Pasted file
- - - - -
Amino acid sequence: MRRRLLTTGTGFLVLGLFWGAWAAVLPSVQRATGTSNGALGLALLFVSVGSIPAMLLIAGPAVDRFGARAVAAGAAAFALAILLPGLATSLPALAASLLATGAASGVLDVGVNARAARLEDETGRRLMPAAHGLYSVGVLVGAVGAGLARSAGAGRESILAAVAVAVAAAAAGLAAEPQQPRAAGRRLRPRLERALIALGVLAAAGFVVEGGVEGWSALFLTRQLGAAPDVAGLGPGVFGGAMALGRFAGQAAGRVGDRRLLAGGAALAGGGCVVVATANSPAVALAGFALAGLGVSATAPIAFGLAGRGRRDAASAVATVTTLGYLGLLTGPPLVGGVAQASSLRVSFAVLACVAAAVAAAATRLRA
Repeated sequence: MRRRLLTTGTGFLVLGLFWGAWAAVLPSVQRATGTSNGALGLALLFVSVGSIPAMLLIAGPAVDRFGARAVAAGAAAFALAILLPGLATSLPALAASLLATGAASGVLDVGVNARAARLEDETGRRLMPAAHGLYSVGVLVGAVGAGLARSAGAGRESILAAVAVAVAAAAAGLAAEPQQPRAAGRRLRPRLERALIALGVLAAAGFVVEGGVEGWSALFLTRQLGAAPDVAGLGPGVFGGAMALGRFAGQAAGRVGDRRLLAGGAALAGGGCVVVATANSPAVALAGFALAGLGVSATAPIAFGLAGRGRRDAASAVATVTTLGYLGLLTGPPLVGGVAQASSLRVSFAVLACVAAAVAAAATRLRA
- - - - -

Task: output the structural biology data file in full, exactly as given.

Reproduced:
Amino acid sequence: MRRRLLTTGTGFLVLGLFWGAWAAVLPSVQRATGTSNGALGLALLFVSVGSIPAMLLIAGPAVDRFGARAVAAGAAAFALAILLPGLATSLPALAASLLATGAASGVLDVGVNARAARLEDETGRRLMPAAHGLYSVGVLVGAVGAGLARSAGAGRESILAAVAVAVAAAAAGLAAEPQQPRAAGRRLRPRLERALIALGVLAAAGFVVEGGVEGWSALFLTRQLGAAPDVAGLGPGVFGGAMALGRFAGQAAGRVGDRRLLAGGAALAGGGCVVVATANSPAVALAGFALAGLGVSATAPIAFGLAGRGRRDAASAVATVTTLGYLGLLTGPPLVGGVAQASSLRVSFAVLACVAAAVAAAATRLRA
Repeated sequence: MRRRLLTTGTGFLVLGLFWGAWAAVLPSVQRATGTSNGALGLALLFVSVGSIPAMLLIAGPAVDRFGARAVAAGAAAFALAILLPGLATSLPALAASLLATGAASGVLDVGVNARAARLEDETGRRLMPAAHGLYSVGVLVGAVGAGLARSAGAGRESILAAVAVAVAAAAAGLAAEPQQPRAAGRRLRPRLERALIALGVLAAAGFVVEGGVEGWSALFLTRQLGAAPDVAGLGPGVFGGAMALGRFAGQAAGRVGDRRLLAGGAALAGGGCVVVATANSPAVALAGFALAGLGVSATAPIAFGLAGRGRRDAASAVATVTTLGYLGLLTGPPLVGGVAQASSLRVSFAVLACVAAAVAAAATRLRA